The real estate development industry and the investment capital that supports it have always been and will continue to be a high risk – high reward businesses.  In the mist of this severe economic recession, one would be wise to consider that “a crisis is a terrible thing to waste”!

    I. Financial:

    How much longer will the Federal Government be able to serve as the primary (and nearly exclusive) buyer of home mortgages?  The recent rise in housing sales has been almost entirely driven by the Federal Government’s positive intervention in the mortgage industry.
    When (and how) will mortgages again be securitized by the private sectors?  Until there is stabilization in the private mortgage-backed securities industry, uncertainty remains. One need only to consider (and to appreciate the magnitude of the risk) what would happen if the Fed’s support of mortgage underwriting were to suddenly terminate.
    Homebuilders and developers will require new sources of equity and debt financing. What (and when) will be the sources of such funds?  There are now hundreds of Billions $$$ available for real estate development and investments from private/public equity and opportunity funds and recovering central banks.  How (and when) will such funds’ managers invest such capital?  When will commercial banks again provide construction loans to homebuilders and land developers?
    Increases to the residual values of land may be burdened by slow to no increases in home selling prices, thus resulting in less available returns for equity and debt investments.  Will such investors accept lower yields from investments in land banking and development (perhaps yields as low as economic cycles prior to 1990)?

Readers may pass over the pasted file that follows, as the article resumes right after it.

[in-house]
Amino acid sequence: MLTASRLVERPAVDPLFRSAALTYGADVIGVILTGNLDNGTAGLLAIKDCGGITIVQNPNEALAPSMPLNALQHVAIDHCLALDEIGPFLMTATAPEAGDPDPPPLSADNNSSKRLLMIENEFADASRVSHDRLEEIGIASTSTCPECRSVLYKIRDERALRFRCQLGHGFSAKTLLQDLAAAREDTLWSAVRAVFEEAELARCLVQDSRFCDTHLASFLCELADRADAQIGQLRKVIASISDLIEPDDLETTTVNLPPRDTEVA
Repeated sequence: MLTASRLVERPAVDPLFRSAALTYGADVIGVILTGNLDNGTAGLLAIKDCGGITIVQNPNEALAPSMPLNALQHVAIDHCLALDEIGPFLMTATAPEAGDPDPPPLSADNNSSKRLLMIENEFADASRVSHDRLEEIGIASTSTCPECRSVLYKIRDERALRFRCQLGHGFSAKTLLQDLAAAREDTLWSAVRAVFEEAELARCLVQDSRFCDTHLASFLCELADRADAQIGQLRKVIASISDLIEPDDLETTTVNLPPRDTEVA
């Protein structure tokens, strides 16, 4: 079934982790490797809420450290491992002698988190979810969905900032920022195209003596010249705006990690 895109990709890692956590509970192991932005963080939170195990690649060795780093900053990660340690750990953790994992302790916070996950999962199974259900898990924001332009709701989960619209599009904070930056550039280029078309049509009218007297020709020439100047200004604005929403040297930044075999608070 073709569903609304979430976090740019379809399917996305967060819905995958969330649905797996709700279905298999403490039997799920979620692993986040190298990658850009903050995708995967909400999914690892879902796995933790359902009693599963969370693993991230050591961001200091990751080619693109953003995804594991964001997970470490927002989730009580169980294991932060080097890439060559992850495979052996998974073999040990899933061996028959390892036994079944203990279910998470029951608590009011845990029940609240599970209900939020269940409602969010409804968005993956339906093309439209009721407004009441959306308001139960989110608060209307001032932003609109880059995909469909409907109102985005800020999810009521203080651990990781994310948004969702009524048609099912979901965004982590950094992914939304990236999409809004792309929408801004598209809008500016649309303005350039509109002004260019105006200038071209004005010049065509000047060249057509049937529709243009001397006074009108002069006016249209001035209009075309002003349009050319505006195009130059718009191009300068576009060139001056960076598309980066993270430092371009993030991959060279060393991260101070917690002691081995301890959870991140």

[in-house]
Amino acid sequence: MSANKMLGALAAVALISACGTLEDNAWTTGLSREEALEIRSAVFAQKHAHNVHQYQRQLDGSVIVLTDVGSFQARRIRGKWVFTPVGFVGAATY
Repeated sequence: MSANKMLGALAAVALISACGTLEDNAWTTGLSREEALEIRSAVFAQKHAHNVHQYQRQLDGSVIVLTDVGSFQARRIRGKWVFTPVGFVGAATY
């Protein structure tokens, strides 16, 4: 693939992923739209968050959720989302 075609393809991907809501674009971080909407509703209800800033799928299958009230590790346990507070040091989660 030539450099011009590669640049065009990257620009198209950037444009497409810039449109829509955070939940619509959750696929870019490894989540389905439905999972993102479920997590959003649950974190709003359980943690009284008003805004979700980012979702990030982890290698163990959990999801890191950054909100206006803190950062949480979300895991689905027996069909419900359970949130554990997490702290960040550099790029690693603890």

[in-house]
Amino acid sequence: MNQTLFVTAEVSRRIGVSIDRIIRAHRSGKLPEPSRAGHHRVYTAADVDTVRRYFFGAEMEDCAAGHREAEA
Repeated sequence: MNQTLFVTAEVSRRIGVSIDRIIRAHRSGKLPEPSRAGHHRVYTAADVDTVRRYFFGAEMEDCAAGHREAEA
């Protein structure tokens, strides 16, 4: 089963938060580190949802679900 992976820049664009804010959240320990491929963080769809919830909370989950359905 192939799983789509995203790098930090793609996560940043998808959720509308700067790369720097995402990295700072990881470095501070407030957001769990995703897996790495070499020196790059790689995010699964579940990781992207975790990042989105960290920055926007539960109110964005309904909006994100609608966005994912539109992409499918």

Interest rates will rise.  When and to what level?  What will be the impact on sales absorptions, financing costs and mortgages from such rate increases?
    How and when will impaired Community Development Districts be stabilized?  Currently there are a significant number of District bond programs nation-wide in default or heading into bankruptcy.  For decades this method of financing has been a major source of capital (leverage debt) for homebuilders and developers.  When will investors again be willing to purchase Community Development District bonds?  Will banks and commercial debt providers possibly make up the slack given their other constraints?
    Throughout the United States, various forms of governments require homebuilders and developers to post letters of credit or completion/performance bonds to warrant the quality of development and infrastructure work.  Bonds were normally the favorite choice.  Such bonds were usually provided by the insurance industry (with AIG a leading provider).  At this time there is no evidence that bonds can be obtained in sufficient numbers to satisfy governmental  requirements.  When will the availability of such bonds resume?
    Commercial, industrial and retail real estate appear destined for another leg down as their values slip below their underlying debt.  What will be the ultimate disposition of toxic commercial debt instruments currently held by banks and other investors?  Will billions $$$ of commercial debt be reset or will such debt be sold at deep discounts resulting in long term disruptions in the commercial real estate markets?

    II. Marketplace Conditions:

    The coming resurgence of the real estate industry will require its operators and investors to reaffirm the universal maxim:  Identify real estate needs in the marketplace and then successfully fill those needs.  This will require a level of attention to market data not practiced since prior to the 1990’s.